Monday, September 20, 2010

Freecycle Rhubarb

On Saturday I got a call from someone on Freecycle ( They had rhubarb in their yard that they didn't want to harvest. (If you haven't heard about Freecycle, it is a network made up of almost 5,000 groups in different areas in the US. If you have something you don't want you post it on Freecycle, and someone in your area who does want it will respond, come by, and pick it up.)

Son1 not only loves raspberry-rhubarb pie, he loves to make it!

I grabbed Vet2Be and his best friend, Taco, and headed over to the next town to harvest the rhubarb.

We ended up with 4 buckets full of stalks and leaves. I sent two buckets with Taco because his mom, Sheepy, preserves pretty much anything, but she hadn't ever done rhubarb. She's always up to trying something new, too. She's one of those down-to-earth, great friends that I have learned so much from.

The rhubarb wasn't quite ripe according to the pictures I found on the internet. But the house was about 20 minutes away from where we live so I decided to harvest it anyway and see what happens when we do the cooking later on.

Here's what I found on the internet about harvesting rhubarb. Harvest late spring through the end of summer. Take a stem near the base, twist and pull gently until it separates from the plant. We used a knife to cut ours, but the source on the internet says that gently twisting and pulling will invigorate the roots. (Wikihow)

My two buckets of rhubarb. It took Vet2Be, Taco, and I about 10 minutes to cut 4 buckets full of rhubarb.
Leaves trimmed, stalks washed, sitting in my farm sink. Rhubarb leaves contain oxalic acid and are poisonous, throw them in the garbage. 
Cut into 1" pieces.
Packaged and sealed. I put about 3 cups of cut rhubarb into each bag. Then labeled them and tossed them in the freezer. Son1's recipe calls for 2 cups of rhubarb in a pie. I was able to put 11 packages of rhubarb in the freezer.
I haven't preserved as much food as Sheepy has, but I've done some over the years. This was the fastest, easiest preserving I have ever done. I think it took me about 2 hours total, and that included driving 20 minutes away to get the rhubarb.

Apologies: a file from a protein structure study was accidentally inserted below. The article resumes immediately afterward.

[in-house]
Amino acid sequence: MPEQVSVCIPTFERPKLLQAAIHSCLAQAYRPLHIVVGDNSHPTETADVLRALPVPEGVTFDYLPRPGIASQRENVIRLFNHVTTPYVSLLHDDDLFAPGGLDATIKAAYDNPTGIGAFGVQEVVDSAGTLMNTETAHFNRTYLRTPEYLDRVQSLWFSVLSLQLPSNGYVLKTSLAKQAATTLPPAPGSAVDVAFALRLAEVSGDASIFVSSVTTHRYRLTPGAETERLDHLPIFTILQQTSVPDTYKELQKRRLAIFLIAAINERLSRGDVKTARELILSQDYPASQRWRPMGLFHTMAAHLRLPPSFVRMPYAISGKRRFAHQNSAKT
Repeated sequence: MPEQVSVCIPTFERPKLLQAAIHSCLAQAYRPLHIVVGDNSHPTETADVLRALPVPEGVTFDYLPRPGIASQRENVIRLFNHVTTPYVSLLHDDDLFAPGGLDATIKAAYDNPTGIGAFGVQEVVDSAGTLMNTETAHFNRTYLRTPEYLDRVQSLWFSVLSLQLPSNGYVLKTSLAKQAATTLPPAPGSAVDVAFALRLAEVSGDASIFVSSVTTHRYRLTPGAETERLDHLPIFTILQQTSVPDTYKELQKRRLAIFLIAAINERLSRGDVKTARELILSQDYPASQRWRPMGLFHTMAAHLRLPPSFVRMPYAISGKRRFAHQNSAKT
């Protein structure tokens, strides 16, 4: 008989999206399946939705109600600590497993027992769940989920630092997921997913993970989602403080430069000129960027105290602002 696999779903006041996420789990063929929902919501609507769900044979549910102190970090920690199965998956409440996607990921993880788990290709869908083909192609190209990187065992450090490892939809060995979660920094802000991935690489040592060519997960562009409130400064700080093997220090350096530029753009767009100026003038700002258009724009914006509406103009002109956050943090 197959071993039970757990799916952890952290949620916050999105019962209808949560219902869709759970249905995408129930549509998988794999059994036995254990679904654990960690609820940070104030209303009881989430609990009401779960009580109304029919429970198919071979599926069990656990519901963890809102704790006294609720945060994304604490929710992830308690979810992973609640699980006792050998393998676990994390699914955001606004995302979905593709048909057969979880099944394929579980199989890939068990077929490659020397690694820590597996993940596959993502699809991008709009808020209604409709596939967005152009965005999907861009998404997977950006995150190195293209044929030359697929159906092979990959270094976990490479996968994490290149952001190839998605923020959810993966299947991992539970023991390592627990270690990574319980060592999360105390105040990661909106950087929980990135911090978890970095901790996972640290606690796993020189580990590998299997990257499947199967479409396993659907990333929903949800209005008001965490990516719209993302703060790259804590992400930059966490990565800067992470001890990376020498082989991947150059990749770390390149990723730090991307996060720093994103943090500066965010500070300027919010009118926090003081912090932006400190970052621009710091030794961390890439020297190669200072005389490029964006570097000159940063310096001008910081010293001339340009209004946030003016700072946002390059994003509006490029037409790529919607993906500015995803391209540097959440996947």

If you have a really old recipe book, you will notice that there are recipes that call for 'pie-plant'. That's the old name for rhubarb.

Here is Son1's recipe for Raspberry-Rhubarb Pie. Sometimes he uses frozen mixed berries instead of raspberries.

This is Grandma T's Best Pie Crust recipe. I've been using it for years. Amounts in parenthesis are for a bigger batch of dough. I'd much rather have a little extra than not enough, so I usually use the larger recipe

  • 2 1/2 cups flour (3 1/4 cups)
  • 1/2 teasp salt (3/4 teasp)
  • 1 cup shortening or lard (1 1/2 cup)
  • 1 beaten egg (1 beaten egg)
  • 1/4 cup liquid--milk or water (1/4 cup + 2 Tablespoons)
  • 1 Tablespoon vinegar (1 1/2 Tablespoons vinegar)
  • 1/4 cup sugar - optional (1/3 cup sugar)


  1. Mix flour, salt, and shortening with a pastry blender until crumbly.
  2. Mix liquids well in another bowl.
  3. Make a well in the flour mixture and add liquid.
  4. Mix until dough is moist.
  5. Divide dough into two balls (one for the bottom and one for the top).


  • 3 cups rhubarb cut into 1" pieces
  • 3 cups raspberries (frozen or fresh)
  • 1 1/3 cup sugar
  • 1/4 cup cornstarch
  • 1 tablespoon butter


  1. Mix sugar and cornstarch in a large bowl until combined.
  2. Add rhubarb and mix well. Let it sit for about 10 minutes.
  3. Mix in the raspberries (or mixed berries).

Pour the filling into a 9" prepared pie crust, dot with butter. Cover with the top crust.

Bake at 450˚F for 15 minutes. Then reduce the heat to 325˚F for 30 more minutes or until the pie is golden brown. It will often take longer if the fruit is frozen when put into the pie shell.

I found out last night that I have a neighbor who has lots of rhubarb and would love to share, so next week I'll be harvesting some more! Yay!

And he said that if I wanted a plant he would be happy to divide one and let me plant it in my yard. Sweet! Well.... sour really. Either way, Son1 will be excited to have more rhubarb in the freezer and a rhubarb plant in our own garden!

If you have a recipe for raspberry-rhubarb jam, send it along, I'd love to try it. The other rhubarb recipe I have heard is yummy is rhubarb-applesauce!


Marie said...

Yummie!!! That has made me hungry!
Just have to say I saw your blog from the interview you did about making cheese with the New England Cheesemaking Supply blog and have been following you ever since. Just love your blog!

TJ said...

Thanks so much Marie!

Do you make cheese, too?

Melanie said...

Thats great! Ive never heard of Freecycle so I checked it out. It said to come back later? Is it down often?

Marie said...

I have made cheese once. I don't have a source of milk that is close to me. So I am waiting to 'go that direction' to get some more milk.
I did buy some Icelandic sheep in July and can't wait until next spring to start milking them! They won't have anywhere near the volume you have with your goats, but I have heard their milk is great for making cheese.

TJ said...

Melanie, I haven't had trouble getting onto Freecycle. Try doing a google search instead of using my link. That might work better from your computer.

Marie, Icelandic Sheep! How great! Let me know how the milk tastes and how the cheesemaking goes. We have Navajo Churro. We use them for meat. They are a heritage breed so they are really easy to care for.

Apricot said...

Funny to see this...I grew rhubarb from seed once, at my old house. This summer I found an unusual "weed" in my flowerbox & finally decided it was a volunteer rhubarb! Your pics confirmed.

TJ said...

Apricot, glad I could help :-) And I hope you enjoy your rhubarb!